Wireless mesh networks are gaining momentum as hundreds of municipalities plan and implement mesh Wi-Fi for public Internet access, public safety, and business communications. Muniwireless.com reports that by February 2006, 186 U.S. cities and counties had implemented municipal wireless broadband networks, with more on the way. U.S. and international customers will adopt wireless mesh networks on a broad scale, as first generation wireless networks cannot provide the low latency, high bandwidth, and resilience the latest broadband applications require.
Vendors must address critical issues to enable networks to provide 100 percent reach-ability and mobility. High-quality voice needs low latency, while triple-play applications require high bandwidth and scalability. As subscribers increase, the network must automatically scale up while introducing zero performance loss and ensuring predictable Quality Of Service (QoS). The long-term viability of wireless mesh is a concern as new technologies such as WiMAX emerge. Wireless mesh networking addresses these issues; it is a mature technology that supports thousands of users, enables a broad range of applications, and scales and adapts to users' needs.
Mesh networks must be scalable, upgradeable
Today's wireless mesh networks provide the high performance, scalability, and resilience needed to serve hotspots, hotzones, municipalities, and even countries. Compared to first and second generation wireless mesh network technologies, third generation technology is highly scalable and offers low latency, high performance, service-provider-grade QoS, and network resilience. Service providers can quickly and easily determine problems and upgrade devices to optimize the network for voice, video, high-speed roaming, or business-class services. Third generation technology also offers service delivery options; it can detect, report, and manage rogue network devices; and it can make changes on the fly.
Yesterday's single and dual-radio wireless mesh networks created limited, non-scalable "islands." Today's multi-radio mesh networks offer the modularity, scalability, and performance upgradeability needed for all deployments, from small-town networks to country-wide broadband systems for voice communications.
The latest hardware supports multiple radios, including 802.11 a/b/g/j, 802.16 d/e WiMAX, and 4.9 GHz for public safety. Sectorized array methodologies enable greater coverage than older systems do. A flexible, scalable, modular architecture enables any technology in any configuration; it also increases performance and the number of user associations. Service providers can upgrade existing nodes to new technologies such as WiMAX simply by plugging in new boards, thus accelerating deployment and reducing CAPEX and OPEX.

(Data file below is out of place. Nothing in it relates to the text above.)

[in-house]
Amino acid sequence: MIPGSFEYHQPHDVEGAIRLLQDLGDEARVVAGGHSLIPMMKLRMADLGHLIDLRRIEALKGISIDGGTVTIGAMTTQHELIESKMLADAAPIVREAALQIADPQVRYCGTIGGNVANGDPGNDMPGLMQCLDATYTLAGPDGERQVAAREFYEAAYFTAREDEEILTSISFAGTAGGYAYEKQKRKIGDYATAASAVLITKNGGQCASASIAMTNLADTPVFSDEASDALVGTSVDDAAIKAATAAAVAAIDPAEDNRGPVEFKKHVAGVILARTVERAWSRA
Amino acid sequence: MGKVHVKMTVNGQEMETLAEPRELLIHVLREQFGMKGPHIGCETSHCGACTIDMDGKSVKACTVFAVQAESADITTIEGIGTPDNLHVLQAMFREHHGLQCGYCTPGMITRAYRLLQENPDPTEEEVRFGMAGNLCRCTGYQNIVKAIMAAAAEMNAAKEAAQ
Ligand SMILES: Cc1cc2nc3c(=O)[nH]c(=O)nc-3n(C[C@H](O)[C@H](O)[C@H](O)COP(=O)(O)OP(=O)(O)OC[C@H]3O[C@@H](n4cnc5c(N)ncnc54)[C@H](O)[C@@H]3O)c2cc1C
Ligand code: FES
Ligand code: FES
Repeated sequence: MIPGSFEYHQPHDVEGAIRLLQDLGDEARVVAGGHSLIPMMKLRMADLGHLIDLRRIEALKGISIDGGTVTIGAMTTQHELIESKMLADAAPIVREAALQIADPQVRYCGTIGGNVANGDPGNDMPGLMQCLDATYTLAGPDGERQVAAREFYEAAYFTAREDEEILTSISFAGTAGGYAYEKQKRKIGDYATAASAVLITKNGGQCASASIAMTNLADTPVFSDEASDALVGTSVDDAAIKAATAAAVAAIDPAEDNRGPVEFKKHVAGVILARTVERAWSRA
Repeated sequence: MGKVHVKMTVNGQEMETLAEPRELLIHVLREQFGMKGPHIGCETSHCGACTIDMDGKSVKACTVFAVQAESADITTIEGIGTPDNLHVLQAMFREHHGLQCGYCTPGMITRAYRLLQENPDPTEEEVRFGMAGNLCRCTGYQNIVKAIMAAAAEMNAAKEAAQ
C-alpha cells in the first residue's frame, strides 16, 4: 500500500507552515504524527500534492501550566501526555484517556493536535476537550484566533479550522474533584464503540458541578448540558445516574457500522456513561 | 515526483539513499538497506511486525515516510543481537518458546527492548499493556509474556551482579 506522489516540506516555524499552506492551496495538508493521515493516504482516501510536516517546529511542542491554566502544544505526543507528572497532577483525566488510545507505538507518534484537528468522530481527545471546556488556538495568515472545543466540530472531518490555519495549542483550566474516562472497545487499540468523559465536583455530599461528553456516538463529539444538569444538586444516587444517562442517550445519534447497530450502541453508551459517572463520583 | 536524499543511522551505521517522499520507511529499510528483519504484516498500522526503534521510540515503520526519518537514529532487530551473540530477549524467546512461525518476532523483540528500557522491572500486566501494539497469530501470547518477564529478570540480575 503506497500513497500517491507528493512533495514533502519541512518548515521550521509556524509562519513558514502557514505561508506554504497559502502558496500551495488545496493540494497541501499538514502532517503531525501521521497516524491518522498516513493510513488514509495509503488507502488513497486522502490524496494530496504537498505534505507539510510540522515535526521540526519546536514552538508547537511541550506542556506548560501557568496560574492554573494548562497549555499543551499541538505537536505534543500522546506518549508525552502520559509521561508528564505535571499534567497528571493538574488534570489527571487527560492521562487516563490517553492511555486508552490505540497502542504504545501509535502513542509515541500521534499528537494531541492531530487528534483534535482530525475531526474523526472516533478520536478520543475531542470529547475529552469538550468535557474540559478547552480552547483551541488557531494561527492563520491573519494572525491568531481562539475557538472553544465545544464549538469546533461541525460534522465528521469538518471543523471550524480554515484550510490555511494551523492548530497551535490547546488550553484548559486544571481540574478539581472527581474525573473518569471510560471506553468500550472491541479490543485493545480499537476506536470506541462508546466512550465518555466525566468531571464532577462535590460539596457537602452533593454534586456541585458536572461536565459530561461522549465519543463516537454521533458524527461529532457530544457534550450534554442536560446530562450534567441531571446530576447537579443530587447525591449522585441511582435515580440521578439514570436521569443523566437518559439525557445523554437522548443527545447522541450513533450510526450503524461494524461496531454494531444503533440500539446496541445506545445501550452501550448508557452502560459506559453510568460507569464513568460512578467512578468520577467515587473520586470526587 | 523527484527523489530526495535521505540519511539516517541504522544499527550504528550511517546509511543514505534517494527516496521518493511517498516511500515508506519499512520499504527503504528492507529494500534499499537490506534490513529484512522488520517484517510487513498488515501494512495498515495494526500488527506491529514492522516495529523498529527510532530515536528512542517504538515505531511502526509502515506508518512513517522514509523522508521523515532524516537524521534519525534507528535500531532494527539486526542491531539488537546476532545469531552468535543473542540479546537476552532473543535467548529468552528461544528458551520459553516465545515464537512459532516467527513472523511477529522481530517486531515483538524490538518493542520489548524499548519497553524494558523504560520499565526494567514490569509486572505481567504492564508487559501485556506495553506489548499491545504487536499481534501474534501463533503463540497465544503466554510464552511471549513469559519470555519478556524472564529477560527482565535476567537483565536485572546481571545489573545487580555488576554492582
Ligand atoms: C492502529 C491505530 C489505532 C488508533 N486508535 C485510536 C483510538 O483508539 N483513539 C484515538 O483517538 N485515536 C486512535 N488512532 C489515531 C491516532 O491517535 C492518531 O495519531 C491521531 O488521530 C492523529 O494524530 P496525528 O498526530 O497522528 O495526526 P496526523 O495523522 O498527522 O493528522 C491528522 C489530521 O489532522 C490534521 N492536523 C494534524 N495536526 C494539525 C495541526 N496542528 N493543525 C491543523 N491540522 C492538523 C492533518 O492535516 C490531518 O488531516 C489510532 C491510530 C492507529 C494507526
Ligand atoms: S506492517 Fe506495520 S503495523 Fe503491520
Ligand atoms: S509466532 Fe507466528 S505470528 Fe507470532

QoS gains in importance
VoIP over Wi-Fi is increasingly important to businesses and consumers. In Chittagong, Bangladesh, VoIP is the first step in delivering a complete array of broadband services. Although VoIP applications provide high-quality voice with lower bandwidth consumption and latency tolerance, mesh networks delivering voice must have minimal or zero impact on latency and provide QoS acceptable to consumers. IP Class Over Service (CoS) typically prioritizes all applications over the Internet and provides QoS to VoIP and business-critical communications. QoS is affected by aggregate bandwidth, and only multi-radio solutions dedicate radios to specific functions such as user access and Internet connectivity. Ultimately, service providers need to map performance to a particular application and user. On the backhaul side, they may map that application and node to QoS. The increasing popularity of video and other multimedia applications will also push the need for QoS.
Some wireless mesh products focus on the low latency and high performance benefits of layer 2. Others implement layer 3 routing, which utilizes large-scale routing techniques for routing updates to re-converge networks around unavailable paths. In contrast, today's scalable multi-radio wireless mesh network products make "instant" routing decisions at the nodes nearest the user to ensure the best-quality transmission and no downtime. Other significant improvements include instant roaming hand off, optimization features, and the ability to select the best path to the wired node regardless of network topology or size.
Public safety/public access
Single-radio wireless mesh networks compromise the security of municipal public safety networks, which share air space with public access networks. Municipalities and carriers must work together to define what a public safety network is and how it should work. For example, must an emergency technician obtain clearance before sending information about a patient in an ambulance to a hospital? Yet if too much time is spent qualifying the public service network, it may become too expensive to implement.
The 4.9 GHz band for public safety networks solves some of the problem of shared air space. However, with few 4.9 GHz devices on the market, many municipalities will continue to run their public safety networks on the 802.11 a/b/g bands. This will begin to change in 2006, as more 4.9 GHz devices become available. Also, public safety applications will become more reliable and flexible, and modular, multi-radio mesh networks will enable municipalities to create separate public safety networks simply by adding 4.9 GHz radios to existing nodes.
Adaptable and resilient mesh networking
The developments discussed here represent only a fraction of the changes affecting the evolving metropolitan wireless mesh network space. It is clear, however, that platforms must have the adaptability and resiliency to grow and change as new technologies and new services become available.
Nan Chen is Vice President of Marketing at Strix Systems.